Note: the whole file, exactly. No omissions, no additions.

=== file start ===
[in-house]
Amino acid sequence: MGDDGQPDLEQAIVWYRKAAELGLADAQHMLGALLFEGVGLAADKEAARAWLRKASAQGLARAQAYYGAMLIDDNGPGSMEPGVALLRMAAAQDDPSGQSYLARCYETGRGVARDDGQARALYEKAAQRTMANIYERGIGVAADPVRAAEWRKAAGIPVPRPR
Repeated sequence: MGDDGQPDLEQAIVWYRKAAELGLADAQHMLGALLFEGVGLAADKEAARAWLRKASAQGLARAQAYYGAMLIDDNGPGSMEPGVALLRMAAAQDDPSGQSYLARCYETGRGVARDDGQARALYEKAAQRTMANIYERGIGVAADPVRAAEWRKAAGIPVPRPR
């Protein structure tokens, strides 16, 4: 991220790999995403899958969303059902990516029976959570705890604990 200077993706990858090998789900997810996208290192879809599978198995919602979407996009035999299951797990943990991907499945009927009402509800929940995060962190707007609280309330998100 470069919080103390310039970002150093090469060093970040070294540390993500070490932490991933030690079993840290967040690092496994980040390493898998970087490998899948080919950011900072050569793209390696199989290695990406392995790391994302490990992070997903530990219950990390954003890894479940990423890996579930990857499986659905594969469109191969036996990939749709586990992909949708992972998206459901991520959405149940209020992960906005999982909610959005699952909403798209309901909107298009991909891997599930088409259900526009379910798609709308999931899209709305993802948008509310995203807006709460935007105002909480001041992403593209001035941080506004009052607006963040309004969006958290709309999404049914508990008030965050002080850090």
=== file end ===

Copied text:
[in-house]
Amino acid sequence: MGDDGQPDLEQAIVWYRKAAELGLADAQHMLGALLFEGVGLAADKEAARAWLRKASAQGLARAQAYYGAMLIDDNGPGSMEPGVALLRMAAAQDDPSGQSYLARCYETGRGVARDDGQARALYEKAAQRTMANIYERGIGVAADPVRAAEWRKAAGIPVPRPR
Repeated sequence: MGDDGQPDLEQAIVWYRKAAELGLADAQHMLGALLFEGVGLAADKEAARAWLRKASAQGLARAQAYYGAMLIDDNGPGSMEPGVALLRMAAAQDDPSGQSYLARCYETGRGVARDDGQARALYEKAAQRTMANIYERGIGVAADPVRAAEWRKAAGIPVPRPR
């Protein structure tokens, strides 16, 4: 991220790999995403899958969303059902990516029976959570705890604990 200077993706990858090998789900997810996208290192879809599978198995919602979407996009035999299951797990943990991907499945009927009402509800929940995060962190707007609280309330998100 470069919080103390310039970002150093090469060093970040070294540390993500070490932490991933030690079993840290967040690092496994980040390493898998970087490998899948080919950011900072050569793209390696199989290695990406392995790391994302490990992070997903530990219950990390954003890894479940990423890996579930990857499986659905594969469109191969036996990939749709586990992909949708992972998206459901991520959405149940209020992960906005999982909610959005699952909403798209309901909107298009991909891997599930088409259900526009379910798609709308999931899209709305993802948008509310995203807006709460935007105002909480001041992403593209001035941080506004009052607006963040309004969006958290709309999404049914508990008030965050002080850090």